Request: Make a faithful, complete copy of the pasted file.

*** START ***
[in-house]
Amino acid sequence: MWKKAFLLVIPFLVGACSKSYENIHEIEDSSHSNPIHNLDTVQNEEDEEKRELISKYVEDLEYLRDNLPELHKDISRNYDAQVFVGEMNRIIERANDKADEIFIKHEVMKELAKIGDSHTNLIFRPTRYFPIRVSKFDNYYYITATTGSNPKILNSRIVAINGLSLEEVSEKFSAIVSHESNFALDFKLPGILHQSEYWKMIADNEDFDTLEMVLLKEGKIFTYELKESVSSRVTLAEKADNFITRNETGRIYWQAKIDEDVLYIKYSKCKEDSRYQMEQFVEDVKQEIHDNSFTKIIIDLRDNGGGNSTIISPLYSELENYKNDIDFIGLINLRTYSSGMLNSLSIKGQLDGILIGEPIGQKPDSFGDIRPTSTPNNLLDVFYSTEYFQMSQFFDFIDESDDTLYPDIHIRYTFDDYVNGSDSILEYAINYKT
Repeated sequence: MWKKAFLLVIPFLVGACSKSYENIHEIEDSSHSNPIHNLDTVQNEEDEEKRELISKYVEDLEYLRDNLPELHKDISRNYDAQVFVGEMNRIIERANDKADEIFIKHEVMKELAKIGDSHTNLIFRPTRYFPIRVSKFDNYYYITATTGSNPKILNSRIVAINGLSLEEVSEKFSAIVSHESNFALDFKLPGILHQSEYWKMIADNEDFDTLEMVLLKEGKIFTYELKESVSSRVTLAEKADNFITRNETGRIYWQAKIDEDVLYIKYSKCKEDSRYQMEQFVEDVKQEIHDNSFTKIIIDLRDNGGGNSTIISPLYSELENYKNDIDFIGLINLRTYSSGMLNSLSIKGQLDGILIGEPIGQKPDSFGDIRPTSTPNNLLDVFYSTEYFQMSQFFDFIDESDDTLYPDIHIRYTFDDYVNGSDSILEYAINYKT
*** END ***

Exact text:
[in-house]
Amino acid sequence: MWKKAFLLVIPFLVGACSKSYENIHEIEDSSHSNPIHNLDTVQNEEDEEKRELISKYVEDLEYLRDNLPELHKDISRNYDAQVFVGEMNRIIERANDKADEIFIKHEVMKELAKIGDSHTNLIFRPTRYFPIRVSKFDNYYYITATTGSNPKILNSRIVAINGLSLEEVSEKFSAIVSHESNFALDFKLPGILHQSEYWKMIADNEDFDTLEMVLLKEGKIFTYELKESVSSRVTLAEKADNFITRNETGRIYWQAKIDEDVLYIKYSKCKEDSRYQMEQFVEDVKQEIHDNSFTKIIIDLRDNGGGNSTIISPLYSELENYKNDIDFIGLINLRTYSSGMLNSLSIKGQLDGILIGEPIGQKPDSFGDIRPTSTPNNLLDVFYSTEYFQMSQFFDFIDESDDTLYPDIHIRYTFDDYVNGSDSILEYAINYKT
Repeated sequence: MWKKAFLLVIPFLVGACSKSYENIHEIEDSSHSNPIHNLDTVQNEEDEEKRELISKYVEDLEYLRDNLPELHKDISRNYDAQVFVGEMNRIIERANDKADEIFIKHEVMKELAKIGDSHTNLIFRPTRYFPIRVSKFDNYYYITATTGSNPKILNSRIVAINGLSLEEVSEKFSAIVSHESNFALDFKLPGILHQSEYWKMIADNEDFDTLEMVLLKEGKIFTYELKESVSSRVTLAEKADNFITRNETGRIYWQAKIDEDVLYIKYSKCKEDSRYQMEQFVEDVKQEIHDNSFTKIIIDLRDNGGGNSTIISPLYSELENYKNDIDFIGLINLRTYSSGMLNSLSIKGQLDGILIGEPIGQKPDSFGDIRPTSTPNNLLDVFYSTEYFQMSQFFDFIDESDDTLYPDIHIRYTFDDYVNGSDSILEYAINYKT